A TRIPLE MOVEMENT?
Parsing the Politics of Crisis after Polanyi
In many respects, today’s crisis resembles that of the 1930s, as described by Karl Polanyi in The Great Transformation. Now, as then, a relentless push to extend and de-regulate markets is everywhere wreaking havoc—destroying the livelihoods of billions of people; fraying families, weakening communities and rupturing solidarities; trashing habitats and despoiling nature across the globe. Now, as then, attempts to commodify nature, labour and money are destabilizing society and economy—witness the destructive effects of unregulated trading in biotechnology, carbon offsets and, of course, in financial derivatives; the impacts on child care, schooling, and care of the elderly. Now, as then, the result is a crisis in multiple dimensions—not only economic and financial, but also ecological and social.
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By the same author:
Contradictions of Capital and Care
Nancy Fraser tracks the reconfiguration of the relations of social reproduction under successive regimes of accumulation—‘separate spheres’, male breadwinner, dual-income household. Are the exactions of financialized capitalism now serving to undermine its lifeworld?
Behind Marx’s Hidden Abode
Behind exchange there lurks production, but what is more hidden still? The disavowed conditions of capital’s possibility—in reproduction, politics and nature—as sites for expanded anti-capitalist struggle.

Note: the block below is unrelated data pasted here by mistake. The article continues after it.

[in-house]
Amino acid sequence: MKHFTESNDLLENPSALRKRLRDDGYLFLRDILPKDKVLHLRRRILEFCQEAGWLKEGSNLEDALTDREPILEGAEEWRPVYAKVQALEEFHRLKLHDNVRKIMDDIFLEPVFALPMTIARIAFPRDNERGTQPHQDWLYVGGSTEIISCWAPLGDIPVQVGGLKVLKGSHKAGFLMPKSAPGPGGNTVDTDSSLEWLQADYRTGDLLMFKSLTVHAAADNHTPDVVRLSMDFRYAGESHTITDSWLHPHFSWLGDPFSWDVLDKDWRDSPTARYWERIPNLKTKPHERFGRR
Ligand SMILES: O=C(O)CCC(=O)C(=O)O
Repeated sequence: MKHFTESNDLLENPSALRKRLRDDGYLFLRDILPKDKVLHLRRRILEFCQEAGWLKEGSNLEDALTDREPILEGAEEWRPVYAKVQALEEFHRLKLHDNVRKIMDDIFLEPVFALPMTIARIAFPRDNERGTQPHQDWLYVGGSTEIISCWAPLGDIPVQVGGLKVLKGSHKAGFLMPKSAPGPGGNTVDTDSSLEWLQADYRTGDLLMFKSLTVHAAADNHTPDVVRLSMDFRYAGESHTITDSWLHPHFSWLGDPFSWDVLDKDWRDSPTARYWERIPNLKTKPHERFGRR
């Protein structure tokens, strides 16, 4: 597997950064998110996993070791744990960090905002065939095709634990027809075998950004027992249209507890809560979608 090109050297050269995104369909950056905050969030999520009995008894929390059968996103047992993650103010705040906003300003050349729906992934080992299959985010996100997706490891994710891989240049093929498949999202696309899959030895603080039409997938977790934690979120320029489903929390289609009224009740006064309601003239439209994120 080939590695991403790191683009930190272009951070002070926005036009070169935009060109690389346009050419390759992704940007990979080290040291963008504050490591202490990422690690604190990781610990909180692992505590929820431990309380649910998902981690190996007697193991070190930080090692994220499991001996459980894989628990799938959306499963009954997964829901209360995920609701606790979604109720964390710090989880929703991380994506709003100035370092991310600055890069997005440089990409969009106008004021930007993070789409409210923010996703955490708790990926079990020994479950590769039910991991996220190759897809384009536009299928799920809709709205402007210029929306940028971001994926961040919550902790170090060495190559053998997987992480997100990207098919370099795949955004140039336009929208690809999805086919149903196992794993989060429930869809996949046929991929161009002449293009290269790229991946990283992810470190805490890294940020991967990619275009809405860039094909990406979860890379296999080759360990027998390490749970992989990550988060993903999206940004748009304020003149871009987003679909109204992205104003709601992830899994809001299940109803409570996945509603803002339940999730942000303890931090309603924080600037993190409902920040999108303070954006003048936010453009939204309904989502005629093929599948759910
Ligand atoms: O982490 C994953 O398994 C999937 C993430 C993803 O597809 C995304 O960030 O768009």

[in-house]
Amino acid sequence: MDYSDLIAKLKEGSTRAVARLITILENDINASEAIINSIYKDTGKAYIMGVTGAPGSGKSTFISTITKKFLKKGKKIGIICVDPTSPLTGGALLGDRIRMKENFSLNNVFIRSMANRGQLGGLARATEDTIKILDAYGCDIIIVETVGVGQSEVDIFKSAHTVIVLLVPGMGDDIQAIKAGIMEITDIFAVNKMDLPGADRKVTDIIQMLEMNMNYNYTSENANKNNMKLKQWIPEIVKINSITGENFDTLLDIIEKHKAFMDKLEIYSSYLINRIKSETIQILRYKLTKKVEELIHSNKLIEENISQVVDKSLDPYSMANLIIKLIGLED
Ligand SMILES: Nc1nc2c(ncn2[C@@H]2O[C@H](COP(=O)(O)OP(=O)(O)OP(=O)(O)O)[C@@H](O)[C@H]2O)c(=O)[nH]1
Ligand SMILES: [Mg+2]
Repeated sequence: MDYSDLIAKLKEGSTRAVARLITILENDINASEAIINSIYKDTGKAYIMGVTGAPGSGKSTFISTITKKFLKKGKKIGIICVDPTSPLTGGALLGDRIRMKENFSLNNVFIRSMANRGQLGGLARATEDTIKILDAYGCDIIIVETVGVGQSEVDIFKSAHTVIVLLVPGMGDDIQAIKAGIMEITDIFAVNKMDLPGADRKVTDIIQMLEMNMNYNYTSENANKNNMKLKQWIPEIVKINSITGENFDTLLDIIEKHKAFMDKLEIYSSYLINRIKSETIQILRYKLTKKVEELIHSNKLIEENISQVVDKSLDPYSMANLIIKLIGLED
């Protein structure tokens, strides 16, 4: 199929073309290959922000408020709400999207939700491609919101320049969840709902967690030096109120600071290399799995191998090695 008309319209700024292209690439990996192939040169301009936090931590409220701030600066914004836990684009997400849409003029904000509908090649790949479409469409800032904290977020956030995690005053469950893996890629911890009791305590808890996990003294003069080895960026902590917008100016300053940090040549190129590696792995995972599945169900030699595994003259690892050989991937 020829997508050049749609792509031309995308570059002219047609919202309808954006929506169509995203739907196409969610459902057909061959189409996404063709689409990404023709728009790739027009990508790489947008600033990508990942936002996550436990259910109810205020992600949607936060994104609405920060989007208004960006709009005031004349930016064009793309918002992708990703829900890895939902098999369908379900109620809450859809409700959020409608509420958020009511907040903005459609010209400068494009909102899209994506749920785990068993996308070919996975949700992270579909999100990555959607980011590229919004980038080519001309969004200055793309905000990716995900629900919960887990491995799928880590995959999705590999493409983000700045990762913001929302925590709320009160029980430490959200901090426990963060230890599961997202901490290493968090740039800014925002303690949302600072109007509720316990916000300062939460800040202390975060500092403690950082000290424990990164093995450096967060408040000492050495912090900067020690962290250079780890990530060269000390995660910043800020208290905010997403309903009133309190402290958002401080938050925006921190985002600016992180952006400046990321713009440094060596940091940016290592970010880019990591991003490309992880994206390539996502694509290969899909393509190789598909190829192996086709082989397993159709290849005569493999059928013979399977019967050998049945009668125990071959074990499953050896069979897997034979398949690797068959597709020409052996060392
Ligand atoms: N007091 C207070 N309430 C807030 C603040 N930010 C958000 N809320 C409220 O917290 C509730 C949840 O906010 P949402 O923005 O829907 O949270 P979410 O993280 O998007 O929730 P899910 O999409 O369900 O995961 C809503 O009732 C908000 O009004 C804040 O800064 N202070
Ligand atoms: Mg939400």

Conceptions of justice drawn from Plato to Rawls, explored through analysis of a powerful novel by Kazuo Ishiguro. Who counts as a subject, and what strategies could enable those debarred from the sphere of justice to overturn their status?
Feminism, Capitalism and the Cunning of History
Do feminism and neoliberalism share a secret affinity? Nancy Fraser on the co-option of gender politics by the ‘new spirit’ of post-Fordist capitalism, and subordination of its radical critique to a World Bank agenda. Might a neo-Keynesian shift offer prospects for socialist-feminist renewal?
Reframing Justice in a Globalizing World
Theorists of political justice have long taken the nation-state to be the relevant unit for their proposals. Nancy Fraser argues that the time for this is past. The necessary interconnection between struggles for economic redistribution and social recognition now requires that issues of political representation be re-tabled at a global rather than national level—where decisions affecting the fate of all are increasingly taken, or not taken.
Has the liberating charge of struggles for recognition dissolved into pure identity politics? Do these have to sidestep inequalities of wealth and power? Not, Nancy Fraser contends, if recognition is understood as a question of social status rather than existential address.
Heterosexism, Misrecognition and Capitalism: A Response to Judith Butler
A Rejoinder to Iris Young
From Redistribution to Recognition? Dilemmas of Justice in a 'Post-Socialist' Age